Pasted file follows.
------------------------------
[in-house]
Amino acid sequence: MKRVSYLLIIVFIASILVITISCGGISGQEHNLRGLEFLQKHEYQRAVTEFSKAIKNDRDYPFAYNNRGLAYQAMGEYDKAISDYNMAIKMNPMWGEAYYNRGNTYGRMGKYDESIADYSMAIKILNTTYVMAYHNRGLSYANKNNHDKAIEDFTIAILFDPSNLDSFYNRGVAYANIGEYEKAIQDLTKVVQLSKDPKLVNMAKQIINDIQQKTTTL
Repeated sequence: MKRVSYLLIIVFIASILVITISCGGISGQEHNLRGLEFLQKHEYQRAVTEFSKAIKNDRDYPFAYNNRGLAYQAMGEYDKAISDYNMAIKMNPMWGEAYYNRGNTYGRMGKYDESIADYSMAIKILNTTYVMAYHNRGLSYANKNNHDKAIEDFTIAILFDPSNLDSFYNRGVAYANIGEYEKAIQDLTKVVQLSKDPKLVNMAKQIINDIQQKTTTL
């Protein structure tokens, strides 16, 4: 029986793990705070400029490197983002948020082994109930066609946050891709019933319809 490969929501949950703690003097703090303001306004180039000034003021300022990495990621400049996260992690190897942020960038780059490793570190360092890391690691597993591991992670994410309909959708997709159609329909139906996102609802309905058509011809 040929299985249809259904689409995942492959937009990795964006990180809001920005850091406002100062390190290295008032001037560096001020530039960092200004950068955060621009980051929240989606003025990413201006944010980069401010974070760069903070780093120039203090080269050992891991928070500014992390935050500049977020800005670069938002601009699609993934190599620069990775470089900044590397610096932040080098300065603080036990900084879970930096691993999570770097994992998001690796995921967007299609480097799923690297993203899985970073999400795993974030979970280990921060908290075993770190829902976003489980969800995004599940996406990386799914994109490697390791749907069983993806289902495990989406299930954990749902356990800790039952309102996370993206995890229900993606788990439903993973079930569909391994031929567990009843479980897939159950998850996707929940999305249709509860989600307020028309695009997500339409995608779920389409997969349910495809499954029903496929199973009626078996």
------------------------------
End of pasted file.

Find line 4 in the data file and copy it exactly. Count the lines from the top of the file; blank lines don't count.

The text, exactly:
């Protein structure tokens, strides 16, 4: 029986793990705070400029490197983002948020082994109930066609946050891709019933319809 490969929501949950703690003097703090303001306004180039000034003021300022990495990621400049996260992690190897942020960038780059490793570190360092890391690691597993591991992670994410309909959708997709159609329909139906996102609802309905058509011809 040929299985249809259904689409995942492959937009990795964006990180809001920005850091406002100062390190290295008032001037560096001020530039960092200004950068955060621009980051929240989606003025990413201006944010980069401010974070760069903070780093120039203090080269050992891991928070500014992390935050500049977020800005670069938002601009699609993934190599620069990775470089900044590397610096932040080098300065603080036990900084879970930096691993999570770097994992998001690796995921967007299609480097799923690297993203899985970073999400795993974030979970280990921060908290075993770190829902976003489980969800995004599940996406990386799914994109490697390791749907069983993806289902495990989406299930954990749902356990800790039952309102996370993206995890229900993606788990439903993973079930569909391994031929567990009843479980897939159950998850996707929940999305249709509860989600307020028309695009997500339409995608779920389409997969349910495809499954029903496929199973009626078996």